by Daniel Hathaway
Parallel revolutions in France and Haiti have inspired the second episode of this season’s online concert series from Les Délices. “Winds of Change,” which went live on November 18 and is available both on subscription and as a single performance, includes late 18th-century music by Joseph Bologne (Chevalier de Saint-Georges), Karl Bochsa, and Luigi Boccherini, and the premiere of a commissioned piece, Haitian-born composer Sydney Guillaume’s A Journey to Freedom.
Following centuries of injustice and exploitation, new ideas of equal opportunity and representative government in one of the principal documents of the French Revolution, the Declaration of the Rights of Man, led enslaved Africans in the French colony of Saint-Domingue (which included what is now Haiti) to mount their own revolution in 1791, only two years after the French. Struggles for racial justice are ongoing.
After an introduction by artistic director Debra Nagy, flutist Emi Ferguson, violinist Shelby Yamin, violist Allison Monroe, and cellist Rebecca Reed set the musical scene with a sparkling performance of a piece by Guadeloupe-born composer Joseph Bologne. Known also as the Chevalier de Saint-Georges, this dashing, mixed-race figure joined a French abolitionist group in France and visited Haiti in the 1790s.
What was originally a sonata in E-flat for flute and harp has been adroitly arranged by Nagy as a quartet for flute and strings. Delightful and tuneful, the sonata, Nagy writes, “belies the racism that he faced forging a path as a Black performer and composer in late 18th-c. France.”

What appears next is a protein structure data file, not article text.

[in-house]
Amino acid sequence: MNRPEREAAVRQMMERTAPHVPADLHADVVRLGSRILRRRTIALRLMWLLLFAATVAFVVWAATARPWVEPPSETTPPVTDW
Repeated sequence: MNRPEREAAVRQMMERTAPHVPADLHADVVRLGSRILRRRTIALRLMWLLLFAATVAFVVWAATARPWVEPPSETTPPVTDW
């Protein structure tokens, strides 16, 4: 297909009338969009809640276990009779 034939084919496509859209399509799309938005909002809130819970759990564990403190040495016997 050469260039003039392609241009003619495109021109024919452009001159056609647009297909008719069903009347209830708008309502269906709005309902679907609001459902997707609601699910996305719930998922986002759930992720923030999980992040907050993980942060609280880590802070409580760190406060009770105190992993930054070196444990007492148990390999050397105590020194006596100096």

Sydney Guillaume introduced his new piece, A Journey to Freedom, standing on the bank of a river in Portland, Oregon, where he now lives, having emigrated to the U.S. at the age of 11. Restless and yearning, the work combines neoclassical musical rhetoric with traditional Afro-Haitian “yanvalou” rhythms. Recurring motives pass back and forth through the ensemble of flute, oboe, and strings, wafting the music forward, yet never reaching a conclusion — much like the journey to freedom, still incomplete although Haiti achieved its independence two centuries ago.
An enduring image of the French Revolution is the storming of the notorious Parisian prison, la Bastille, the psychological after-effects of which can be heard woven into the fabric of Karl Bochsa’s D-Minor Oboe Quartet. Laden with attractive tunes played out over foreboding undercurrents, this is a substantial work that should receive more attention in the chamber music world.
“Winds of Change” ends with a splendid performance of Luigi Boccherini’s Quintet in C, a piece seemingly so unrelated to the theme of the program that it might have just dropped out of the sky.
The quintet features challenging writing for the wind players, and Ferguson and Nagy step up smartly to the plate and deliver flawless playing. In addition to allowing the listener to get lost in the music, the piece shows how resourceful Boccherini can be in finding ways to decorate and complicate a C-Major scale. Perhaps the vision of civilization Boccherini builds into this Quintet is one of the reasons we fight revolutions.
Published on ClevelandClassical.com November 24, 2021.
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